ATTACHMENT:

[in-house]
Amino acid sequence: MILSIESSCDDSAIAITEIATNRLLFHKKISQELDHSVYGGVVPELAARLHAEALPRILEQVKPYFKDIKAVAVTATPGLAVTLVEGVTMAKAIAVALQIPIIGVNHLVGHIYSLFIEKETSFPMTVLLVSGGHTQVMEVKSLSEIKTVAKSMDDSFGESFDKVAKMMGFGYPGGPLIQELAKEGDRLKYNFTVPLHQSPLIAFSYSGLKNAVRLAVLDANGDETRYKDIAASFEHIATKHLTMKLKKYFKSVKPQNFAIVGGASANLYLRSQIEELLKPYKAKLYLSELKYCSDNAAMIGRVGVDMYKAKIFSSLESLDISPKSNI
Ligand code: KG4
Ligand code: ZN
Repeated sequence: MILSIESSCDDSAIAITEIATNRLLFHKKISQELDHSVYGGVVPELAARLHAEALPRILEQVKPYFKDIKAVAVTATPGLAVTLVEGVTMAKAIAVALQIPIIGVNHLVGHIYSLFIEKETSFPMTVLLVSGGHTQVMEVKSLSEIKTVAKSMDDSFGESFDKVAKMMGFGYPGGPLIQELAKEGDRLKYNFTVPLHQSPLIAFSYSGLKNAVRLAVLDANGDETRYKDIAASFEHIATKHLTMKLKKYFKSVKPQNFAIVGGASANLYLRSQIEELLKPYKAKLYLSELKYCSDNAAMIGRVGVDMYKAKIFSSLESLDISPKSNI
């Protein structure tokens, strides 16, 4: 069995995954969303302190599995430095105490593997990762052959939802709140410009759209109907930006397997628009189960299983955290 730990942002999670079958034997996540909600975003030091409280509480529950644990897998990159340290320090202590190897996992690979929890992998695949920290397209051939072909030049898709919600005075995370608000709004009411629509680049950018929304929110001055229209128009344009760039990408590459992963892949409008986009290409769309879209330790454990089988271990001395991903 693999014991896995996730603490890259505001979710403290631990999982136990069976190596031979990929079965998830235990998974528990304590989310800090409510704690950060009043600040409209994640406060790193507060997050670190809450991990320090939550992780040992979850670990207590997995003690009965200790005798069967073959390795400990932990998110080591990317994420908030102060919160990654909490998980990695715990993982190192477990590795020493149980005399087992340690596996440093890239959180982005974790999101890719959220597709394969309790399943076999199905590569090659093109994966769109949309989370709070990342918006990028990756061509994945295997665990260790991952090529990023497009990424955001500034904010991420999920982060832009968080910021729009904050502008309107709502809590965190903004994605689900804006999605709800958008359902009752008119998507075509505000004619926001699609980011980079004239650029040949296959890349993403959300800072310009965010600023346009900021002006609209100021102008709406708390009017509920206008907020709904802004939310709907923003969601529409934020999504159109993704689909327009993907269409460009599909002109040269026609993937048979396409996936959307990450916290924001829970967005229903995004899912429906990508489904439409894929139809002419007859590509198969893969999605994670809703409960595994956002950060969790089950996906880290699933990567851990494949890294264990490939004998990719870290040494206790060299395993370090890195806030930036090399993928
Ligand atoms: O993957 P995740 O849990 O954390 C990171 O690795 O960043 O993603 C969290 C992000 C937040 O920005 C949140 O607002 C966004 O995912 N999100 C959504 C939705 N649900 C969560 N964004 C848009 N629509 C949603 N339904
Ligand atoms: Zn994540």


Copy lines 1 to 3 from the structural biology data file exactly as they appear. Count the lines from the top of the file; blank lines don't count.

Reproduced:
[in-house]
Amino acid sequence: MILSIESSCDDSAIAITEIATNRLLFHKKISQELDHSVYGGVVPELAARLHAEALPRILEQVKPYFKDIKAVAVTATPGLAVTLVEGVTMAKAIAVALQIPIIGVNHLVGHIYSLFIEKETSFPMTVLLVSGGHTQVMEVKSLSEIKTVAKSMDDSFGESFDKVAKMMGFGYPGGPLIQELAKEGDRLKYNFTVPLHQSPLIAFSYSGLKNAVRLAVLDANGDETRYKDIAASFEHIATKHLTMKLKKYFKSVKPQNFAIVGGASANLYLRSQIEELLKPYKAKLYLSELKYCSDNAAMIGRVGVDMYKAKIFSSLESLDISPKSNI
Ligand code: KG4